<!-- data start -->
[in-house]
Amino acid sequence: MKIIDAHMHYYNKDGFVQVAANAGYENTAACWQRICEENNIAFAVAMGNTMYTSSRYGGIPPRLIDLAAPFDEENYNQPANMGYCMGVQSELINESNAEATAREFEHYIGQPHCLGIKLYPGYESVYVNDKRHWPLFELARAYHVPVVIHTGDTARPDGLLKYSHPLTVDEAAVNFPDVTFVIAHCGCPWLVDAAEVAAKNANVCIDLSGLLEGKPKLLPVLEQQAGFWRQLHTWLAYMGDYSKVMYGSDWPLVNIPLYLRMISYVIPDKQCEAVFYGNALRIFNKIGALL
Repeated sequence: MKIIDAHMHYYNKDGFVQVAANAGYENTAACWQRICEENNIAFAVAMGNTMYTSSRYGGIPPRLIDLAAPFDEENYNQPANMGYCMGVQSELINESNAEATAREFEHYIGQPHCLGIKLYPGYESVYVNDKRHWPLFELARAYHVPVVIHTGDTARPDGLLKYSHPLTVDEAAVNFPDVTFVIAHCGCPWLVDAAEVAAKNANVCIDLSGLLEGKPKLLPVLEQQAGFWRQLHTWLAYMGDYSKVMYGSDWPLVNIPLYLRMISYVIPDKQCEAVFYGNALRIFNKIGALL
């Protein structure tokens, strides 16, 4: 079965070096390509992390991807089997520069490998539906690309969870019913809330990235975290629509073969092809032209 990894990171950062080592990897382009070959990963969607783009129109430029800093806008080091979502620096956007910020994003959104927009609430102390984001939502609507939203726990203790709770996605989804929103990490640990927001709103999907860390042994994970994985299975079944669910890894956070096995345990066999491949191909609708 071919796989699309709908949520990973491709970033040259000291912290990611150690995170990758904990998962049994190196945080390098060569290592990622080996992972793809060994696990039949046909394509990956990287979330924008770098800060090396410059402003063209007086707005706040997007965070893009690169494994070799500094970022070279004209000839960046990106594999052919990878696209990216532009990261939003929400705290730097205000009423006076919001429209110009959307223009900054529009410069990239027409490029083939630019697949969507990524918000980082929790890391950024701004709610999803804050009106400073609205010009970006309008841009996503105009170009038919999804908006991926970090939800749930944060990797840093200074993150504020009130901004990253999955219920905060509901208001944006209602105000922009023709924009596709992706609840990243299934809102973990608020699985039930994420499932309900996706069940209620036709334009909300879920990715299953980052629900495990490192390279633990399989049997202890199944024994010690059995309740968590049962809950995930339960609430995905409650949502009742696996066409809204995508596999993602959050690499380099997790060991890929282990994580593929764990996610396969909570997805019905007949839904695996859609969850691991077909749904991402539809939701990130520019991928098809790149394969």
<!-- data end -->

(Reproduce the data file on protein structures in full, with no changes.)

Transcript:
[in-house]
Amino acid sequence: MKIIDAHMHYYNKDGFVQVAANAGYENTAACWQRICEENNIAFAVAMGNTMYTSSRYGGIPPRLIDLAAPFDEENYNQPANMGYCMGVQSELINESNAEATAREFEHYIGQPHCLGIKLYPGYESVYVNDKRHWPLFELARAYHVPVVIHTGDTARPDGLLKYSHPLTVDEAAVNFPDVTFVIAHCGCPWLVDAAEVAAKNANVCIDLSGLLEGKPKLLPVLEQQAGFWRQLHTWLAYMGDYSKVMYGSDWPLVNIPLYLRMISYVIPDKQCEAVFYGNALRIFNKIGALL
Repeated sequence: MKIIDAHMHYYNKDGFVQVAANAGYENTAACWQRICEENNIAFAVAMGNTMYTSSRYGGIPPRLIDLAAPFDEENYNQPANMGYCMGVQSELINESNAEATAREFEHYIGQPHCLGIKLYPGYESVYVNDKRHWPLFELARAYHVPVVIHTGDTARPDGLLKYSHPLTVDEAAVNFPDVTFVIAHCGCPWLVDAAEVAAKNANVCIDLSGLLEGKPKLLPVLEQQAGFWRQLHTWLAYMGDYSKVMYGSDWPLVNIPLYLRMISYVIPDKQCEAVFYGNALRIFNKIGALL
């Protein structure tokens, strides 16, 4: 079965070096390509992390991807089997520069490998539906690309969870019913809330990235975290629509073969092809032209 990894990171950062080592990897382009070959990963969607783009129109430029800093806008080091979502620096956007910020994003959104927009609430102390984001939502609507939203726990203790709770996605989804929103990490640990927001709103999907860390042994994970994985299975079944669910890894956070096995345990066999491949191909609708 071919796989699309709908949520990973491709970033040259000291912290990611150690995170990758904990998962049994190196945080390098060569290592990622080996992972793809060994696990039949046909394509990956990287979330924008770098800060090396410059402003063209007086707005706040997007965070893009690169494994070799500094970022070279004209000839960046990106594999052919990878696209990216532009990261939003929400705290730097205000009423006076919001429209110009959307223009900054529009410069990239027409490029083939630019697949969507990524918000980082929790890391950024701004709610999803804050009106400073609205010009970006309008841009996503105009170009038919999804908006991926970090939800749930944060990797840093200074993150504020009130901004990253999955219920905060509901208001944006209602105000922009023709924009596709992706609840990243299934809102973990608020699985039930994420499932309900996706069940209620036709334009909300879920990715299953980052629900495990490192390279633990399989049997202890199944024994010690059995309740968590049962809950995930339960609430995905409650949502009742696996066409809204995508596999993602959050690499380099997790060991890929282990994580593929764990996610396969909570997805019905007949839904695996859609969850691991077909749904991402539809939701990130520019991928098809790149394969």